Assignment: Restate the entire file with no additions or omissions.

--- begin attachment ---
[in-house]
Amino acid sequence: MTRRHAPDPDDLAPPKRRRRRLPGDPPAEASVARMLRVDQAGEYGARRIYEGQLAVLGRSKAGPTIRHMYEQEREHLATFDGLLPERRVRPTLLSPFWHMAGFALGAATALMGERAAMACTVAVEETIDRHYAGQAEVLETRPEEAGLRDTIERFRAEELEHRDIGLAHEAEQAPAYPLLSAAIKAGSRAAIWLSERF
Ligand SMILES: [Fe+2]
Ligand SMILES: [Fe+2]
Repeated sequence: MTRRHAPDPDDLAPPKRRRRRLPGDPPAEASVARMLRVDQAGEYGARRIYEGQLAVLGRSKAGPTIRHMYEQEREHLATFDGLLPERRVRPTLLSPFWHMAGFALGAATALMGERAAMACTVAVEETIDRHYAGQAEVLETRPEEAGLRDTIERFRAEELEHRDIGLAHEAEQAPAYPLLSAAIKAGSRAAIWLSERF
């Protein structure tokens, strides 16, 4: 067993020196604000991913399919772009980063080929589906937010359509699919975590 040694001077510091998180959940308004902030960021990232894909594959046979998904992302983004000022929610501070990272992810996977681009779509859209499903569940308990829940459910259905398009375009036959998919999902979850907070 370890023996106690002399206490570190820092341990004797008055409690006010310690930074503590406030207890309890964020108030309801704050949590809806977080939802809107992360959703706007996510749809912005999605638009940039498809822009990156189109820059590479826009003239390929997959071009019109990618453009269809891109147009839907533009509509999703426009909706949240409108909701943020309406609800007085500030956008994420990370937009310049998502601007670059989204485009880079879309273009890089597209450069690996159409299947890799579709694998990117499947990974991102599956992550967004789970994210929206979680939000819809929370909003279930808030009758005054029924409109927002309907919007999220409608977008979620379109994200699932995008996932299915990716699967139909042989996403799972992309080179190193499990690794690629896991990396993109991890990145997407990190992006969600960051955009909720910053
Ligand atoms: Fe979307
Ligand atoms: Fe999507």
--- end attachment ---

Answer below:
[in-house]
Amino acid sequence: MTRRHAPDPDDLAPPKRRRRRLPGDPPAEASVARMLRVDQAGEYGARRIYEGQLAVLGRSKAGPTIRHMYEQEREHLATFDGLLPERRVRPTLLSPFWHMAGFALGAATALMGERAAMACTVAVEETIDRHYAGQAEVLETRPEEAGLRDTIERFRAEELEHRDIGLAHEAEQAPAYPLLSAAIKAGSRAAIWLSERF
Ligand SMILES: [Fe+2]
Ligand SMILES: [Fe+2]
Repeated sequence: MTRRHAPDPDDLAPPKRRRRRLPGDPPAEASVARMLRVDQAGEYGARRIYEGQLAVLGRSKAGPTIRHMYEQEREHLATFDGLLPERRVRPTLLSPFWHMAGFALGAATALMGERAAMACTVAVEETIDRHYAGQAEVLETRPEEAGLRDTIERFRAEELEHRDIGLAHEAEQAPAYPLLSAAIKAGSRAAIWLSERF
């Protein structure tokens, strides 16, 4: 067993020196604000991913399919772009980063080929589906937010359509699919975590 040694001077510091998180959940308004902030960021990232894909594959046979998904992302983004000022929610501070990272992810996977681009779509859209499903569940308990829940459910259905398009375009036959998919999902979850907070 370890023996106690002399206490570190820092341990004797008055409690006010310690930074503590406030207890309890964020108030309801704050949590809806977080939802809107992360959703706007996510749809912005999605638009940039498809822009990156189109820059590479826009003239390929997959071009019109990618453009269809891109147009839907533009509509999703426009909706949240409108909701943020309406609800007085500030956008994420990370937009310049998502601007670059989204485009880079879309273009890089597209450069690996159409299947890799579709694998990117499947990974991102599956992550967004789970994210929206979680939000819809929370909003279930808030009758005054029924409109927002309907919007999220409608977008979620379109994200699932995008996932299915990716699967139909042989996403799972992309080179190193499990690794690629896991990396993109991890990145997407990190992006969600960051955009909720910053
Ligand atoms: Fe979307
Ligand atoms: Fe999507």